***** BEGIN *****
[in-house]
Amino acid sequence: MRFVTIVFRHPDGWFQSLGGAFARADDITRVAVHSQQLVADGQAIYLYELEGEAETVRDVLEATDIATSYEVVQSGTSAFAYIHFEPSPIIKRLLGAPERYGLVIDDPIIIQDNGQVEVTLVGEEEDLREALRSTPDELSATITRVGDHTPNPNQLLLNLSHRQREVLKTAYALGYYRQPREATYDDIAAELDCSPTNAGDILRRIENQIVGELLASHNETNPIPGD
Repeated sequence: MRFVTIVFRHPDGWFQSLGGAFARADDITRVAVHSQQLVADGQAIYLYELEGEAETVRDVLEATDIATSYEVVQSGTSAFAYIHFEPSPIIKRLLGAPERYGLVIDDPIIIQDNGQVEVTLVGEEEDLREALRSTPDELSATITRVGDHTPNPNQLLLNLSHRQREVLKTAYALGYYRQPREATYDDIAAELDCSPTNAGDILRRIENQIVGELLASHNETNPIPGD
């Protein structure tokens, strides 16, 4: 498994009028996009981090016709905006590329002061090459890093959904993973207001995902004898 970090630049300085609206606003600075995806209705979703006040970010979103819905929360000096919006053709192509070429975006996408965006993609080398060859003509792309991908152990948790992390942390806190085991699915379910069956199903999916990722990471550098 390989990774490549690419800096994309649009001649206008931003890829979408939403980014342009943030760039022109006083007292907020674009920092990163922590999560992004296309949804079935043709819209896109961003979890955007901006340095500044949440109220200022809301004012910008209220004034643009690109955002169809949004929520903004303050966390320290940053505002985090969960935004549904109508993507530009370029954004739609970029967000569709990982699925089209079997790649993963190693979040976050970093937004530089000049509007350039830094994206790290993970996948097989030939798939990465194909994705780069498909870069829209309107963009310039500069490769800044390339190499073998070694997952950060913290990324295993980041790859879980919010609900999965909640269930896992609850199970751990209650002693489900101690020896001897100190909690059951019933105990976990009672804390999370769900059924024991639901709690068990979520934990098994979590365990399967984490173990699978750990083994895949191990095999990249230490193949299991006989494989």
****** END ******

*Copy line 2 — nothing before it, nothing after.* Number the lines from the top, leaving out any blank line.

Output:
Amino acid sequence: MRFVTIVFRHPDGWFQSLGGAFARADDITRVAVHSQQLVADGQAIYLYELEGEAETVRDVLEATDIATSYEVVQSGTSAFAYIHFEPSPIIKRLLGAPERYGLVIDDPIIIQDNGQVEVTLVGEEEDLREALRSTPDELSATITRVGDHTPNPNQLLLNLSHRQREVLKTAYALGYYRQPREATYDDIAAELDCSPTNAGDILRRIENQIVGELLASHNETNPIPGD